Car sharing (Utrecht)

Basic Information

Mobility solution ID

CUT 6.2





Utrecht is promoting car sharing, hoping that it will reduce private car use and car ownership in residential areas in the outskirts of the city.

Implementing sustainable mobility

Car sharing is clearly gaining momentum in Utrecht. The city facilitates car sharing initiatives with around 200 shared cars at the moment. This number has grown rapidly by approximately 30 percent over the past few years. On average, one shared car replaces three to five privately owned vehicles. Most carsharing users live in and around the city centre, particularly in neighbourhoods with paid and reserved parking spaces. Recently new markets were identified in the residential areas in the outskirt of the city. In these areas shared cars and peer-to-peer car sharing (rent your privat car) can replace also the growing number of second cars.
The main objectives of the measure are to:
• Maintain the growing uptake of shared cars;
• Have 400 more households apply for car sharing;
• Raise awareness of car sharing, address prejudices and misconceptions;
• Reduce private car mileage in urban and residential areas.


Due to budget problems (finding public funding) the measure could only start at the beginning of 2010. The campaign was therefore delayed and started in June 2012 instead of August 2011. This implies that the impact evaluation is based on partial outcomes.
The evaluation strategy of this measure sought to focus on the number of Car Sharing users and on the degree of awareness among car users regarding Car Sharing system. A comparative analysis of these two indicators, measured before and after the campaign, allows concluding on the impact of the campaign on car users. Between June 2012 and August 2012, the number of car sharing members increased by 298. 13% of this growth (39 new members) could be directly linked to the campaign, as these members signed up through the campaign website.
One of the main barriers observed during the implementation process had been a disagreement between one of the Car Sharing providers and the other stakeholders involved regarding the special tariff proposed to the users in the frame of the campaign. The escalation of the conflict led to the postponement of the launch of the campaign. After negotiations, an agreement had been reached at the beginning of June 2012 and the measure could be implemented.
On the other hand, the cooperation between a communications agency and the host of a consumer platform contributed to the success of the implementation of the campaign and was identified as one driver in the process. This cooperation combined the promotional efforts and the strong bottom-up promotional strategy. Additionally, one of the Dutch car sharing companies, Greenwheels, worked on a pilot for the implementation of electric car sharing vehicles in Utrecht, Rotterdam, The Hague and Amsterdam. The results had no direct impact on the campaign but resulted in a wider range of shared cars, thus making the fleet more attractive.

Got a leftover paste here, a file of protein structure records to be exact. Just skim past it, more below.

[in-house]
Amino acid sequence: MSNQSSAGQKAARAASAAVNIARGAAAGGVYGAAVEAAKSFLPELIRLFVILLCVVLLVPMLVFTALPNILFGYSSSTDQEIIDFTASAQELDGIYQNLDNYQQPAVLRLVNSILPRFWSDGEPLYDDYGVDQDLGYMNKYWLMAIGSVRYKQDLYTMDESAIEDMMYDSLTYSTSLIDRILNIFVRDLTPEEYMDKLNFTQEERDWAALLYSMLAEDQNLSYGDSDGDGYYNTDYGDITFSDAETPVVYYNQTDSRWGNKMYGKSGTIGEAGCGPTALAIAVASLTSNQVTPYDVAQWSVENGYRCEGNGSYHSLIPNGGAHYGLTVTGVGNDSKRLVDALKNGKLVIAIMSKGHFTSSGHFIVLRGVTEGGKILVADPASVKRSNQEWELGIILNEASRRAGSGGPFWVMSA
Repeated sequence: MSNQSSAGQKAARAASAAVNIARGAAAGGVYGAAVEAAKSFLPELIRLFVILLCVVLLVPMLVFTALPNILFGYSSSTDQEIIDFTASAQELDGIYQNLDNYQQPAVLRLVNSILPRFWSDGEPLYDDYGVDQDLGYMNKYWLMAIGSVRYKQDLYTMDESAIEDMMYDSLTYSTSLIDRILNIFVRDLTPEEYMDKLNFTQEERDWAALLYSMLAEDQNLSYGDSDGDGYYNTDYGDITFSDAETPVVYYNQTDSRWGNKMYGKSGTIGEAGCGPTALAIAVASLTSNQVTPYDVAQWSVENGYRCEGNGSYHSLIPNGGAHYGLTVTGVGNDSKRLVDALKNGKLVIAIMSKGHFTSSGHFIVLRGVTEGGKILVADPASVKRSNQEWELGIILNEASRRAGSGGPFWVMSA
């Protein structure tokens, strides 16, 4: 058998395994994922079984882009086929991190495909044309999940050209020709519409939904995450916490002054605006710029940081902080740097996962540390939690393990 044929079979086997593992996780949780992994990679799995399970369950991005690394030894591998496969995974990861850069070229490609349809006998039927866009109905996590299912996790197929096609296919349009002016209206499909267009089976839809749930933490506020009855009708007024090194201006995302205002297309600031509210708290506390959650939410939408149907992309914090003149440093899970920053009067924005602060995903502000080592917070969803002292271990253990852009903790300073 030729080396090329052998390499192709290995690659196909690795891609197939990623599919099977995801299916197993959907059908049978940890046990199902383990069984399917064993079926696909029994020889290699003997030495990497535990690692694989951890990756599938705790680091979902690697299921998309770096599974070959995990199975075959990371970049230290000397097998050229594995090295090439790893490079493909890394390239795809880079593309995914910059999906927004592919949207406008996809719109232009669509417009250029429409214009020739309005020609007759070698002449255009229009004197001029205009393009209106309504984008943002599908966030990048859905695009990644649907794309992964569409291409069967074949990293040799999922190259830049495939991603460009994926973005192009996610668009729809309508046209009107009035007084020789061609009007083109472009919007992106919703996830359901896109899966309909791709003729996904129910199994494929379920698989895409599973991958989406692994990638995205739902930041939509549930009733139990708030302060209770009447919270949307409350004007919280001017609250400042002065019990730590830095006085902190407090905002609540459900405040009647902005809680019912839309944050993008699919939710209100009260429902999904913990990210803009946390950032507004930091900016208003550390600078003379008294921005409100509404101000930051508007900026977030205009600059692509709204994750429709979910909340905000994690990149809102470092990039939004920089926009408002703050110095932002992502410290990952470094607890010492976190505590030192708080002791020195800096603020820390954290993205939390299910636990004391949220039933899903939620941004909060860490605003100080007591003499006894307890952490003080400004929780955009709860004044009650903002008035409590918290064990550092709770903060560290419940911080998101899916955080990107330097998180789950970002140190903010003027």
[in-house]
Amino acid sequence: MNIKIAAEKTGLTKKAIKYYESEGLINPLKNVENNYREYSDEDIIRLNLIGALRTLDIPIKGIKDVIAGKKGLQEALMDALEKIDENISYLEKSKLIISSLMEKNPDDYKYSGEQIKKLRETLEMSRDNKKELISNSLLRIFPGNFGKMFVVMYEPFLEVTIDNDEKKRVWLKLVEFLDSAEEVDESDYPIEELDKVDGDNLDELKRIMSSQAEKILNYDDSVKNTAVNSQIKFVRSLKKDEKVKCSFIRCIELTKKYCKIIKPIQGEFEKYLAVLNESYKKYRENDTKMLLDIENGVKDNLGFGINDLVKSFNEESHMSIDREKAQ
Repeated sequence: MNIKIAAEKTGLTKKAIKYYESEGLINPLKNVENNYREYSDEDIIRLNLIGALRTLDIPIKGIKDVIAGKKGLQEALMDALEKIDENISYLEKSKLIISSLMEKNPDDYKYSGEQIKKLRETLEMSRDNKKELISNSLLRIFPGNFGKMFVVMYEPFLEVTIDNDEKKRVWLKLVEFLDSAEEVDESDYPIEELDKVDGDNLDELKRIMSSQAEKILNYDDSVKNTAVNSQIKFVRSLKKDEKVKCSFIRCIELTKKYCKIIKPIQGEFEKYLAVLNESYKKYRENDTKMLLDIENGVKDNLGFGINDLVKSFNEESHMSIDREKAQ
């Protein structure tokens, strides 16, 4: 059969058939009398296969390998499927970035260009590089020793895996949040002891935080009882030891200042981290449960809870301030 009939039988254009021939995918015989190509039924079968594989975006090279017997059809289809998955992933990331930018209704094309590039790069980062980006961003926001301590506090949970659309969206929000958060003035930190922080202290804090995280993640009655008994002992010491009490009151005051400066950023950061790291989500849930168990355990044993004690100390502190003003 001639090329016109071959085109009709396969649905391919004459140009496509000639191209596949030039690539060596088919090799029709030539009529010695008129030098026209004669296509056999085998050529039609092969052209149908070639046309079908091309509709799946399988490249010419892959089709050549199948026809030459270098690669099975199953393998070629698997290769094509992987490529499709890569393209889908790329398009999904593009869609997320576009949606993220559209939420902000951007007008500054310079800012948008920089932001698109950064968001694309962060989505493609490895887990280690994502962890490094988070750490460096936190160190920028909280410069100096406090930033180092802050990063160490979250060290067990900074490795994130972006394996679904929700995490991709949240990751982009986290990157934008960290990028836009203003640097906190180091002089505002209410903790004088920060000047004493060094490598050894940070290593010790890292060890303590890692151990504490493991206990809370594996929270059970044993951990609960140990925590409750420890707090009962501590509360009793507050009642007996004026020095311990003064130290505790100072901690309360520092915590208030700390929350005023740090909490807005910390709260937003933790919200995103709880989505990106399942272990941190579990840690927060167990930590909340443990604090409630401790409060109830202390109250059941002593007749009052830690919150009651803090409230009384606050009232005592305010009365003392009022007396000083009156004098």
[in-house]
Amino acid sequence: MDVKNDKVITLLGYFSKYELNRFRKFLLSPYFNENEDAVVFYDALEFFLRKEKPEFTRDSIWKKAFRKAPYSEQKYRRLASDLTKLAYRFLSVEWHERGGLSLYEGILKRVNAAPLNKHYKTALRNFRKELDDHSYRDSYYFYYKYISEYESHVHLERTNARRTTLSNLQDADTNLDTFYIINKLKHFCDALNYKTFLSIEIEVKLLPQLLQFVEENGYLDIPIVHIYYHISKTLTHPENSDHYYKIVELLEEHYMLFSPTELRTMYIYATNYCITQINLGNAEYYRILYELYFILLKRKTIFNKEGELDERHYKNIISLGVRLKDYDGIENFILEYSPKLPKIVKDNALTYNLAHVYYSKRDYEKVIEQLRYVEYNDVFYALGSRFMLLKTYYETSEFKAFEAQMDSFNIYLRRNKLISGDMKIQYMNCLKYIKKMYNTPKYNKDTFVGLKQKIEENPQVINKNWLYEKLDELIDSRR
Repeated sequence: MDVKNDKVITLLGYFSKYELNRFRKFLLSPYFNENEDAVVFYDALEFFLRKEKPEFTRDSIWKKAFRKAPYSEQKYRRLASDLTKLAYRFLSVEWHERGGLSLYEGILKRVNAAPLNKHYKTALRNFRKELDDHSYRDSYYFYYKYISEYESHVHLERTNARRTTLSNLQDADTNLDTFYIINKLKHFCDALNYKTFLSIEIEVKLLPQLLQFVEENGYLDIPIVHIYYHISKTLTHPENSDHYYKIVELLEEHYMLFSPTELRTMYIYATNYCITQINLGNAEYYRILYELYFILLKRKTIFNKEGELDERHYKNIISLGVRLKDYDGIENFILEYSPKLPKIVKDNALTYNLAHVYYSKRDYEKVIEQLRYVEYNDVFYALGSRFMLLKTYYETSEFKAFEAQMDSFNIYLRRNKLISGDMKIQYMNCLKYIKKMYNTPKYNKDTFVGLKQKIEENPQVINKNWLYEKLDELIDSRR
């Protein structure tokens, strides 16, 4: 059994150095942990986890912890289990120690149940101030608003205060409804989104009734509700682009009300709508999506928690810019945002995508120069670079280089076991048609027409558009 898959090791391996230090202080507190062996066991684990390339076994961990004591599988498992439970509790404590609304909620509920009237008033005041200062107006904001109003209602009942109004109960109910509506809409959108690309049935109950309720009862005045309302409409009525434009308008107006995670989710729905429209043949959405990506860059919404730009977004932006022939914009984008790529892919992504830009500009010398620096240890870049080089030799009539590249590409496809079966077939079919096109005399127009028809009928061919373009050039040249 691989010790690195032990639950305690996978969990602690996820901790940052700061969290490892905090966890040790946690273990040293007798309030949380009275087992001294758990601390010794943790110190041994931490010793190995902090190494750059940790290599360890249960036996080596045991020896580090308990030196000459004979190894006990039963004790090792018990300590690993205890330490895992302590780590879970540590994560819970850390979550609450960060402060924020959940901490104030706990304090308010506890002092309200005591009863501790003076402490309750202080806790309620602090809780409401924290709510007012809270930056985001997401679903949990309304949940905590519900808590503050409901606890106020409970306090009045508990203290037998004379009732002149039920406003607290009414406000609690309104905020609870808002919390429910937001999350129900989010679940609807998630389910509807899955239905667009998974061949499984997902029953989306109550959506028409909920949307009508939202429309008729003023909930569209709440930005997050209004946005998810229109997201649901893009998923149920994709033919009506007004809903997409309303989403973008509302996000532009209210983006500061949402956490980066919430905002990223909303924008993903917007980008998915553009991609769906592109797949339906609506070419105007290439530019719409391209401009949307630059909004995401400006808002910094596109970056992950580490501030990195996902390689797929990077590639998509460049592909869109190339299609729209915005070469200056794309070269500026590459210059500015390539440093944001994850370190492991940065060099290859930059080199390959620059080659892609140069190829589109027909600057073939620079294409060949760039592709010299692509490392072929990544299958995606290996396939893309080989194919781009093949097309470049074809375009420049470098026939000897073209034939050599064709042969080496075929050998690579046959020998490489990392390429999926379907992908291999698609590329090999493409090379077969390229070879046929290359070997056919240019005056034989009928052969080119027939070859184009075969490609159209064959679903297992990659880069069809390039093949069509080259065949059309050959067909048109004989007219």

During the implementation process of the measure, recommendations can be highlighted as key success factors. The first recommendation is to perform a context oriented analysis in the earliest stage of the process to identify focused areas and target groups to address an effective campaign. The second recommendation is to actively involve citizens in the campaign and to promote a bottom-up communication process. Car Sharing users are relevant actors in promoting Car Sharing in their neighbourhood and community. The public authorities are no longer the dominant driver; instead citizens should be integrated in the process as partners who contribute to raise acceptance of Car Sharing among car drivers. Additionally, the city needs to cooperate with all companies to ensure that the market competition is not negated. Hence the city should take a moderating function.


At the current stage of the process, the provisional extracted result is positive and allows forecasting an increase in the numbers of Car Sharing users at the end of the campaign. 75% of the activities are still in the implementation process and are foreseen to be accomplished in the first half of 2013. At the end of the campaign, final results will be drawn and further recommendations will be formulated. Nonetheless, this first evidence shows that the combination of a consumer platform that promotes sustainable projects by bringing people together (bottom-up) in cooperation with a communication agency for designing the campaign lay-out (top-down), gave “the best of two worlds” to the city of Utrecht. The current impact evaluation of the Car Sharing campaign is very promising and the success of the measure demonstrates the potential of transferability of the measure to a larger area, such as the Province of Utrecht.


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